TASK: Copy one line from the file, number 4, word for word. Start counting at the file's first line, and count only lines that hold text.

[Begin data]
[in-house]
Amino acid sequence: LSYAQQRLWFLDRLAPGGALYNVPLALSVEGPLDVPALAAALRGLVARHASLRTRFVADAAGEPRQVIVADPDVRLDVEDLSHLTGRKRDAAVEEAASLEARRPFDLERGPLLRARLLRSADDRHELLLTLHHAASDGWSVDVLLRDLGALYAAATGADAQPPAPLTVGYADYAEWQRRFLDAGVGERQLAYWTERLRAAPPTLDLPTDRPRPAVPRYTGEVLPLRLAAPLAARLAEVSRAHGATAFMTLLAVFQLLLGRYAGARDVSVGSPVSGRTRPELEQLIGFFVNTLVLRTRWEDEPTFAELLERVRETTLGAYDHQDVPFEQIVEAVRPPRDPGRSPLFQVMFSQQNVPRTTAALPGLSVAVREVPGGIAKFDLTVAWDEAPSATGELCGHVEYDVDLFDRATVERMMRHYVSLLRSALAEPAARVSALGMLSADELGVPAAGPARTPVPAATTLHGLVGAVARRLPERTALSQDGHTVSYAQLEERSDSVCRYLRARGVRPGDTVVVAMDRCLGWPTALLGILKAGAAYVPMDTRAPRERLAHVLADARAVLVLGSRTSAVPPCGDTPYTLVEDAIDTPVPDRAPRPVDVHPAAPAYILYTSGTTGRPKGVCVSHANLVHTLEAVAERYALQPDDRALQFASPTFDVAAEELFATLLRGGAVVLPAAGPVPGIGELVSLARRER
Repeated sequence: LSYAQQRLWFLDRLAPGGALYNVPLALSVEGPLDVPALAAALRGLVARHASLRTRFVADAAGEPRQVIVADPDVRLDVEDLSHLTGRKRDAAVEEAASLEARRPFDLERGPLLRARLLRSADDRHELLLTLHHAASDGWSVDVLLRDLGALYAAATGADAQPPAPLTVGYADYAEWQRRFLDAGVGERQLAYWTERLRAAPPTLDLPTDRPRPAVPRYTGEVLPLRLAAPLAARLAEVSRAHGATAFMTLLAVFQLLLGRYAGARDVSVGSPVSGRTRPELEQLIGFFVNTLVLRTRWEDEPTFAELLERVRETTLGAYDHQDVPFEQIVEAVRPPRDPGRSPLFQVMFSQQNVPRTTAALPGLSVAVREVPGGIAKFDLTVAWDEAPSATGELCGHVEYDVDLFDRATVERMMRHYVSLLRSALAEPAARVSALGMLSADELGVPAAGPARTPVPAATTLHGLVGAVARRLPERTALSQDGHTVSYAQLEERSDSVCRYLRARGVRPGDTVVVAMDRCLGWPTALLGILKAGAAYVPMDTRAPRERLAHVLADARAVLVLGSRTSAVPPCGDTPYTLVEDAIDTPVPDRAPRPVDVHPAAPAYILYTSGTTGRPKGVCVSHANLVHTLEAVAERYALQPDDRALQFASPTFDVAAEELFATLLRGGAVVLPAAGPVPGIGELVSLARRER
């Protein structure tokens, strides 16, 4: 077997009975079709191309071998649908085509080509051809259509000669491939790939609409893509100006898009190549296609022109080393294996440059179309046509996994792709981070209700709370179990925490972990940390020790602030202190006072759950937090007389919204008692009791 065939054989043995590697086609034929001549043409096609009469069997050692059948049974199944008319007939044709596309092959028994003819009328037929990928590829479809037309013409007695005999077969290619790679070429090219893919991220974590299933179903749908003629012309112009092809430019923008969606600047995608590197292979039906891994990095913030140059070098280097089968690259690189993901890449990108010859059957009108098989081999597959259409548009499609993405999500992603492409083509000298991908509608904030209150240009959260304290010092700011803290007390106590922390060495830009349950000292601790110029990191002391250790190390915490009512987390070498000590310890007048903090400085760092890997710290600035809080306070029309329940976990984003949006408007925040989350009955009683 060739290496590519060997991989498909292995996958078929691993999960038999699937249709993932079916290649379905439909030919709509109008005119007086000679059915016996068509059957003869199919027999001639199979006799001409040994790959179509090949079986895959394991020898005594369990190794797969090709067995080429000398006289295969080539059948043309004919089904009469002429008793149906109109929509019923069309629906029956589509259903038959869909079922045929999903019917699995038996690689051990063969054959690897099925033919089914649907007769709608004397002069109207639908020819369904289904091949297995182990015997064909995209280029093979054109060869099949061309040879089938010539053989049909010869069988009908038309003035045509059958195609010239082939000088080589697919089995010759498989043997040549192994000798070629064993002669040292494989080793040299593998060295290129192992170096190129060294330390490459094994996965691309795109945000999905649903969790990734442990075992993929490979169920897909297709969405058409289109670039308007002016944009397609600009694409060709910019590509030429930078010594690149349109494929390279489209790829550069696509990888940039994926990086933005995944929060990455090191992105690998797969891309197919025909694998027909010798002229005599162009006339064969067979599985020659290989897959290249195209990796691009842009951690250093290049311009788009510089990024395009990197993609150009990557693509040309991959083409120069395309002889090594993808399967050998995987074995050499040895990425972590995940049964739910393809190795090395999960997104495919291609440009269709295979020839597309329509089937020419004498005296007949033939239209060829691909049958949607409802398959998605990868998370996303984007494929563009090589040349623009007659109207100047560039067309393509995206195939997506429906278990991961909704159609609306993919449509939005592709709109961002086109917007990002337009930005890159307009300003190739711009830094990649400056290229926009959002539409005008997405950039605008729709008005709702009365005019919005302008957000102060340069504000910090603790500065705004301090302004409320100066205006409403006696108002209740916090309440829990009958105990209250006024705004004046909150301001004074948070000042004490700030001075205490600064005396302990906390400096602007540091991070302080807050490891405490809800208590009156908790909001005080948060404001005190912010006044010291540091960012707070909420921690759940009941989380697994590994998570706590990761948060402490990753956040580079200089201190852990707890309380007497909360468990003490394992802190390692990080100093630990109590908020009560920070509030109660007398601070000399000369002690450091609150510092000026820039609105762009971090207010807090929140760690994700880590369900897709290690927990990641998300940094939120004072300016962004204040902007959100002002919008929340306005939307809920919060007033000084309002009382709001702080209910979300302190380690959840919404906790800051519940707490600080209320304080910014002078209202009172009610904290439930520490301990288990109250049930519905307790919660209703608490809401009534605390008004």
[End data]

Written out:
């Protein structure tokens, strides 16, 4: 077997009975079709191309071998649908085509080509051809259509000669491939790939609409893509100006898009190549296609022109080393294996440059179309046509996994792709981070209700709370179990925490972990940390020790602030202190006072759950937090007389919204008692009791 065939054989043995590697086609034929001549043409096609009469069997050692059948049974199944008319007939044709596309092959028994003819009328037929990928590829479809037309013409007695005999077969290619790679070429090219893919991220974590299933179903749908003629012309112009092809430019923008969606600047995608590197292979039906891994990095913030140059070098280097089968690259690189993901890449990108010859059957009108098989081999597959259409548009499609993405999500992603492409083509000298991908509608904030209150240009959260304290010092700011803290007390106590922390060495830009349950000292601790110029990191002391250790190390915490009512987390070498000590310890007048903090400085760092890997710290600035809080306070029309329940976990984003949006408007925040989350009955009683 060739290496590519060997991989498909292995996958078929691993999960038999699937249709993932079916290649379905439909030919709509109008005119007086000679059915016996068509059957003869199919027999001639199979006799001409040994790959179509090949079986895959394991020898005594369990190794797969090709067995080429000398006289295969080539059948043309004919089904009469002429008793149906109109929509019923069309629906029956589509259903038959869909079922045929999903019917699995038996690689051990063969054959690897099925033919089914649907007769709608004397002069109207639908020819369904289904091949297995182990015997064909995209280029093979054109060869099949061309040879089938010539053989049909010869069988009908038309003035045509059958195609010239082939000088080589697919089995010759498989043997040549192994000798070629064993002669040292494989080793040299593998060295290129192992170096190129060294330390490459094994996965691309795109945000999905649903969790990734442990075992993929490979169920897909297709969405058409289109670039308007002016944009397609600009694409060709910019590509030429930078010594690149349109494929390279489209790829550069696509990888940039994926990086933005995944929060990455090191992105690998797969891309197919025909694998027909010798002229005599162009006339064969067979599985020659290989897959290249195209990796691009842009951690250093290049311009788009510089990024395009990197993609150009990557693509040309991959083409120069395309002889090594993808399967050998995987074995050499040895990425972590995940049964739910393809190795090395999960997104495919291609440009269709295979020839597309329509089937020419004498005296007949033939239209060829691909049958949607409802398959998605990868998370996303984007494929563009090589040349623009007659109207100047560039067309393509995206195939997506429906278990991961909704159609609306993919449509939005592709709109961002086109917007990002337009930005890159307009300003190739711009830094990649400056290229926009959002539409005008997405950039605008729709008005709702009365005019919005302008957000102060340069504000910090603790500065705004301090302004409320100066205006409403006696108002209740916090309440829990009958105990209250006024705004004046909150301001004074948070000042004490700030001075205490600064005396302990906390400096602007540091991070302080807050490891405490809800208590009156908790909001005080948060404001005190912010006044010291540091960012707070909420921690759940009941989380697994590994998570706590990761948060402490990753956040580079200089201190852990707890309380007497909360468990003490394992802190390692990080100093630990109590908020009560920070509030109660007398601070000399000369002690450091609150510092000026820039609105762009971090207010807090929140760690994700880590369900897709290690927990990641998300940094939120004072300016962004204040902007959100002002919008929340306005939307809920919060007033000084309002009382709001702080209910979300302190380690959840919404906790800051519940707490600080209320304080910014002078209202009172009610904290439930520490301990288990109250049930519905307790919660209703608490809401009534605390008004």